"Dear Pine,
I have a new dog I adopted from the local shelter that I've had for about a week. His biggest behavioral issue is that he LOVES other dogs. He sniffs my other dogs and wants to get in their space, which my smaller/older guys don't appreciate. I've so far successfully worked on making sure he treats the other dogs (who are about 10lbs to his 20lbs) calmly and respectfully.
He's extremely good on a leash and uninterested in the cats we see and greets humans politely. However, I've noticed the one thing he does react to is other dogs. He wants so badly to meet and play with other dogs he sees on leashes.
My question is: will taking him to a dog park help or hurt? I want to allow him to meet and play with other dogs, especially bigger guys that might be more his speed, but I don't want him to end up hyper when he comes up and lose the progress I've made with him with his dog brothers. Does he need more training and time before I take him to a dog park?
Dear Leave it Jackson!
Dog parks for dogs who like them, can be a great chance to work out some energy and socialize. But there should be some boundaries, and rules, about how we engage in them!
Jackson likes the dog park (presumably), and he likes other dogs. Providing a good outlet for that is going to be helpful for his over all fun etc. The benefits of using an outside location like the dog park is that it isn’t the home environment, and he can learn that at home we don’t do X behaviors. My guys for example understand through the use of reinforcement in the calm, chill behaviors, that the house is not for wrestling (this is due mostly to the fact my TV is unlikely to survive an 85 pound Labrador doing her best WWE impersonation.) But out side and in the hills you can be as rowdy as your companions will tolerate (I will intervene and redirect dogs who are struggling to maintain their composure. Naiche is like that she gets overstimulated and becomes a menace and needs some help calming down.)
So for dogs who like the dog park (and they are actually the rarity, most dogs don’t find a free for all rough play with strange dogs all that great) there can be a lot of benefit to giving them an outlet for those kinds of things. Within reason. People have a tendency to roll up to the dog park, sit on a bench and let their dog run wild like a hooligan for an hour or more. That is a LOT of adrenaline and cortisol in their system, flooding their nervous system and brain with stimuli. This can take up to 3 days to work it’s way out of their system, so their nervous system is basically a pump primed and READY. TO. GO. For days after something like that. It can lead to some undesirable behaviors in other areas – such as dogs who are very difficult to get to chill at home etc.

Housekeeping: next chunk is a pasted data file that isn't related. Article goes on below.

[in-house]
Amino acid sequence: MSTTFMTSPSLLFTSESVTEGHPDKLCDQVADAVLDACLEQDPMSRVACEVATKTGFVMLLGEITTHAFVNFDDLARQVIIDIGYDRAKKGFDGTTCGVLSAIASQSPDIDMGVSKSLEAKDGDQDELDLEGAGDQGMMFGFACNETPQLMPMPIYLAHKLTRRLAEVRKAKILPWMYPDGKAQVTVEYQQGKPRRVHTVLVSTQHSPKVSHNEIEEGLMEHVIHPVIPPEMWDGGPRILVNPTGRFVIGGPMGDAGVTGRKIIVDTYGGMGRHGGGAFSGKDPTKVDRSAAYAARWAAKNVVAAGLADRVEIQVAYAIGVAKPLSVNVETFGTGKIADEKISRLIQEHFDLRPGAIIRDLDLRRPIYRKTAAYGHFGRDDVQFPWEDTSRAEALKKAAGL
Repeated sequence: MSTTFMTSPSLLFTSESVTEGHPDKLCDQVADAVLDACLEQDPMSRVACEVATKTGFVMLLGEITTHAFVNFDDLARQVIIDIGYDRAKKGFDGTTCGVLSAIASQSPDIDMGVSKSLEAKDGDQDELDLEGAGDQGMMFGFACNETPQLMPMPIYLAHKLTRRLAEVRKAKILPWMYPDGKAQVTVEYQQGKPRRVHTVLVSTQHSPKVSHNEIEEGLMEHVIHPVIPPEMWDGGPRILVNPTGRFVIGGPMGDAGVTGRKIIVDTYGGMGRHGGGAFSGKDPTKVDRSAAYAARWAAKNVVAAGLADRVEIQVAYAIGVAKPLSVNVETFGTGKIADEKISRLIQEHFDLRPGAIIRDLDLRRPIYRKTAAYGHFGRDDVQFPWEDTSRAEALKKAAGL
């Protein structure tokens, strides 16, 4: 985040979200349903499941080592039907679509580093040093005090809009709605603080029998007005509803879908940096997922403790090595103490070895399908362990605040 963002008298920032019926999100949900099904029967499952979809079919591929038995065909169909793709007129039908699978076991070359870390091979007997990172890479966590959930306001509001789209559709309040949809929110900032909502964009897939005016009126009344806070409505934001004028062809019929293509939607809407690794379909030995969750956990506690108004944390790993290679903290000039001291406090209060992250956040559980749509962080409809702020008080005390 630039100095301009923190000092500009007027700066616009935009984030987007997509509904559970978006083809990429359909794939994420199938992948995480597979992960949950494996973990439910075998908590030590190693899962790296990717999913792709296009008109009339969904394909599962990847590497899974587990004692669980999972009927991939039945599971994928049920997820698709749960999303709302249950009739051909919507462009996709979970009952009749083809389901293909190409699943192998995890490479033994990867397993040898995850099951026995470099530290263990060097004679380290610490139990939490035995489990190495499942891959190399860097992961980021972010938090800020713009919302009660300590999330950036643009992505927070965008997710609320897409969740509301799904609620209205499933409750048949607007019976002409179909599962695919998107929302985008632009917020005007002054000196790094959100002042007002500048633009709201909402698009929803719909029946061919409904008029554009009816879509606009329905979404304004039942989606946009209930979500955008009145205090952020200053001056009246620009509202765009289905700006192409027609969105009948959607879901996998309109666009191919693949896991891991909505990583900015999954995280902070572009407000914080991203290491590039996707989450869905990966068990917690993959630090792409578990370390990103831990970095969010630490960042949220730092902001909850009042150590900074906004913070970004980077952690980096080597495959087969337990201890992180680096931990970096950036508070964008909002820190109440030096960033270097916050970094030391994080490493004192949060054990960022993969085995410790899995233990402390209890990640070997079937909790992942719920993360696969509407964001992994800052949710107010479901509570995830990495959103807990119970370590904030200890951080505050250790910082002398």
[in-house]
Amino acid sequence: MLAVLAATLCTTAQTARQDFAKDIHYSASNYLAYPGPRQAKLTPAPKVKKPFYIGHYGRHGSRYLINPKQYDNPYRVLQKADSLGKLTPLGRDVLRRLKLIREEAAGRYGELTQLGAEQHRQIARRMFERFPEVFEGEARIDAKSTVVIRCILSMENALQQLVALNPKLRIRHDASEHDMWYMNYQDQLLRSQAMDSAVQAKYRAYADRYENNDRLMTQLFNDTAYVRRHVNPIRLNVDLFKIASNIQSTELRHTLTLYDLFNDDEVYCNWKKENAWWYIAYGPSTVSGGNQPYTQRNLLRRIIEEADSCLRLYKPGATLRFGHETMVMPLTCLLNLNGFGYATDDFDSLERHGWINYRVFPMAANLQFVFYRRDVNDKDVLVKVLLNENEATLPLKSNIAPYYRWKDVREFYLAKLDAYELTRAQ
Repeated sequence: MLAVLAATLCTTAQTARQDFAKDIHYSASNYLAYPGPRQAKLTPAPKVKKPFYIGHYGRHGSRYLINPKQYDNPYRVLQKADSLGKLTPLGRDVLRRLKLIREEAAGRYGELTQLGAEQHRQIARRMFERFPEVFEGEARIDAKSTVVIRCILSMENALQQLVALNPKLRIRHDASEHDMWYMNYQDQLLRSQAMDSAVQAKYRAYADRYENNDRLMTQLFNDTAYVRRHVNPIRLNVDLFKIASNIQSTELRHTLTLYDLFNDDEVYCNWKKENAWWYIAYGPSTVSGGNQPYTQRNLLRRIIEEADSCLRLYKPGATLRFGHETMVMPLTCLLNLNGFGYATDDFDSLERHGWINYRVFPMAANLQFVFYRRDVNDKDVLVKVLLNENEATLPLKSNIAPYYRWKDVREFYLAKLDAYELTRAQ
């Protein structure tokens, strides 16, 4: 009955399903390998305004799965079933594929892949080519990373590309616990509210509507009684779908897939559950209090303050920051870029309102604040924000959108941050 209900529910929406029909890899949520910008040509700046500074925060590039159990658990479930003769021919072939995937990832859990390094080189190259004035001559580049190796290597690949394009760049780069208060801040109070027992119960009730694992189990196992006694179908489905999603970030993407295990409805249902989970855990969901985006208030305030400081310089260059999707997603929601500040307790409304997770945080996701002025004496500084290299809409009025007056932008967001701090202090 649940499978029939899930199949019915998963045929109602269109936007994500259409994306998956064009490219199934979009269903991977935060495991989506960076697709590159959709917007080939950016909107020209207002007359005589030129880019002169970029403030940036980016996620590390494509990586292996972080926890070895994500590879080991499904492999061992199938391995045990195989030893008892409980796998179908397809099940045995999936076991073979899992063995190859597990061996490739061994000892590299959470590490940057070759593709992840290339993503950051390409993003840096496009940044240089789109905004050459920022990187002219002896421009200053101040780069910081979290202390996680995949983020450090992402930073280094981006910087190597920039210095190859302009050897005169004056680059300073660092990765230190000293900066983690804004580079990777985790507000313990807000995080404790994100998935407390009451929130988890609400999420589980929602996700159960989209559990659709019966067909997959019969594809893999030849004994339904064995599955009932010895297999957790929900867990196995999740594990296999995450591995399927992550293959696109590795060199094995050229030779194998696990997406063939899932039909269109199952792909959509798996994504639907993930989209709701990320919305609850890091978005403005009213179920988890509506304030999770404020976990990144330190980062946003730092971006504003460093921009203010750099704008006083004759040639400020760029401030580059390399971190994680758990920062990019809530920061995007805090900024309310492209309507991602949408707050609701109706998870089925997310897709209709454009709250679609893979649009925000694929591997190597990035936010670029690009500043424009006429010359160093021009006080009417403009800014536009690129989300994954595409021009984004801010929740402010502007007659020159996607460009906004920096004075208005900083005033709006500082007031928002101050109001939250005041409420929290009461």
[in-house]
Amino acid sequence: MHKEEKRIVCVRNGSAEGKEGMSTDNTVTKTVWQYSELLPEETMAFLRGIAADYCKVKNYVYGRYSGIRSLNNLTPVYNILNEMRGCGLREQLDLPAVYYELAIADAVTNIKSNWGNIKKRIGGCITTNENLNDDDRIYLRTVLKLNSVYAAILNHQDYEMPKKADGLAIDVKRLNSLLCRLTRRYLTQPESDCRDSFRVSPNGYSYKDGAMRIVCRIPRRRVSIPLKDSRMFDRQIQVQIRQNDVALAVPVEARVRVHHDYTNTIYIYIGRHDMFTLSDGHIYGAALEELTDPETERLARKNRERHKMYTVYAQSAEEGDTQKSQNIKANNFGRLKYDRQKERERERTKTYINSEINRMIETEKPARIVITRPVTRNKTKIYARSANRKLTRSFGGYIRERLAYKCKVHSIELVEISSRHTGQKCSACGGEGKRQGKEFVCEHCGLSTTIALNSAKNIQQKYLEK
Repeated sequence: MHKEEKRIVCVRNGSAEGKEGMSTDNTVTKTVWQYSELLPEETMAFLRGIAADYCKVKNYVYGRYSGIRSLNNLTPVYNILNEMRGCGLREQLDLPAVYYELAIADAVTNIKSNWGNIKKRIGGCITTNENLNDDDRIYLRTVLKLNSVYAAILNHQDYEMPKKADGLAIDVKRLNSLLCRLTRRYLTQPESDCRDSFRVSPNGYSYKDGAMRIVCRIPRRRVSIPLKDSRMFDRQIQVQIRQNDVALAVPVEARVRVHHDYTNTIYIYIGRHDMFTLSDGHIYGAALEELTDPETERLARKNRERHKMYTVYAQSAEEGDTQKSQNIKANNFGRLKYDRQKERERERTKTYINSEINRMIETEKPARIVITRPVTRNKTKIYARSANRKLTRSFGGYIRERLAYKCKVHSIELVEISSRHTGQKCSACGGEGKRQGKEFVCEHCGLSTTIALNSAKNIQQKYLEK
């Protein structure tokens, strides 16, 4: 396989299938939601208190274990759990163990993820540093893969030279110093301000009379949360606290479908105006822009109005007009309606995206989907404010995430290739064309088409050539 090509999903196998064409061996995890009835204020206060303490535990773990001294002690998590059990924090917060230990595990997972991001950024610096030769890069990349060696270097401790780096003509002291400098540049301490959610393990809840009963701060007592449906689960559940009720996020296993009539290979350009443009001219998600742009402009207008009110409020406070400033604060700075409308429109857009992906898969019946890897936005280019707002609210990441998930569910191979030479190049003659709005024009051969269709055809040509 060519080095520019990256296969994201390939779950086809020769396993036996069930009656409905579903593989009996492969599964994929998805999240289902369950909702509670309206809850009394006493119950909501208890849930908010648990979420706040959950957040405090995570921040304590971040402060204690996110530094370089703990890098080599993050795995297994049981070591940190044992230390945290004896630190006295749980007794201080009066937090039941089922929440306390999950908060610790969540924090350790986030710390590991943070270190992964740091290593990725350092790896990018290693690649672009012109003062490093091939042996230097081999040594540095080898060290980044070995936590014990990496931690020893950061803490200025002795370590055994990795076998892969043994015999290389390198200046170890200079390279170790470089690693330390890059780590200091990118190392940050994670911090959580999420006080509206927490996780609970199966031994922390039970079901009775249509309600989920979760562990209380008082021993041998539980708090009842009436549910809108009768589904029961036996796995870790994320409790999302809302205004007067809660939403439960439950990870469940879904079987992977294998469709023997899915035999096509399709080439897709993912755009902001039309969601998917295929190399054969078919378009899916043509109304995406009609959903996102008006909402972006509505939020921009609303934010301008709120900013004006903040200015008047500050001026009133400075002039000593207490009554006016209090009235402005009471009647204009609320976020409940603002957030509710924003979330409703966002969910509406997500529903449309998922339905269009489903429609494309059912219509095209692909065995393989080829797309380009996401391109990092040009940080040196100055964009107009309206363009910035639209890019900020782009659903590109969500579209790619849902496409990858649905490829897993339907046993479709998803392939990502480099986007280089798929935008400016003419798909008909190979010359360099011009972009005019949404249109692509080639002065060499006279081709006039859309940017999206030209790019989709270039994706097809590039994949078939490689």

I have rules for dog park dogs. They are that we should only spend about 15 to 20 minutes playing before we leave the main area of the park and go for a leashed walk to work on some calming behaviors elsewhere. Depending on the dog park, if it’s located inside of a larger park, I will go to the opposite side of the park and work on settling behaviors in a quiet corner. If my dog can spend the next 5 to 10 minutes chilling, staying focused/engaged with me and their breathing can relax and be more normal (they can still be panting, but not that heavy panting that comes with over excitement and exertion) at that point we can return to the park for another 15 minutes play max. At that point it’s time to return to the quiet corner and let the dog chill. If they can chill then we can go back for another 10 minutes. At that point it’s time to go home. Because they have spent nearly an hour engaged in rowdy dog on dog play and that is plenty of time to get all the benefits from those things they desire, but not over do it and create an adrenaline junkie. (You see adrenaline junkie dogs at parks, or often with the game of fetch where they will literally play until they are about to drop from sheer exhaustion… This is not mentally healthy and can pose risk to their bodies as well.)
For dogs who tend to get to the park and are SO EXCITED I will choose to let them out of the car, on leash. And ask for some settling/mat behaviors for a few moments before we head for the dog park gate. This is because I don’t enjoy being drug to the gate. And because I want to ensure we have some frame work of “yes I know you’re excited, but I need you to remember to engage with me a little first.”
At the dog park all check in behaviors that are offered are rewarded. Jackson swings by to say hi: reinforcement is offered. You call Jackson too you? Reinforcement is provided, and bonus you can let him go again. One thing that many people make the mistake of is only recalling and asking their dog to re-engage with them when it’s time to go. Which creates dogs who do not want to recall or re-engage their guardian because “I don’t wanna go home.” Another good reason to do the play session breaks so you can ensure Jackson learns that coming to you isn’t the end of his fun, he just goes and chills out for a bit, gets a snack and then gets to play again.
Hope that helps!
Signed Your Neighborhood Ethologist,
Pine. (can I pull a Cher and just have one name? I doubt it.)
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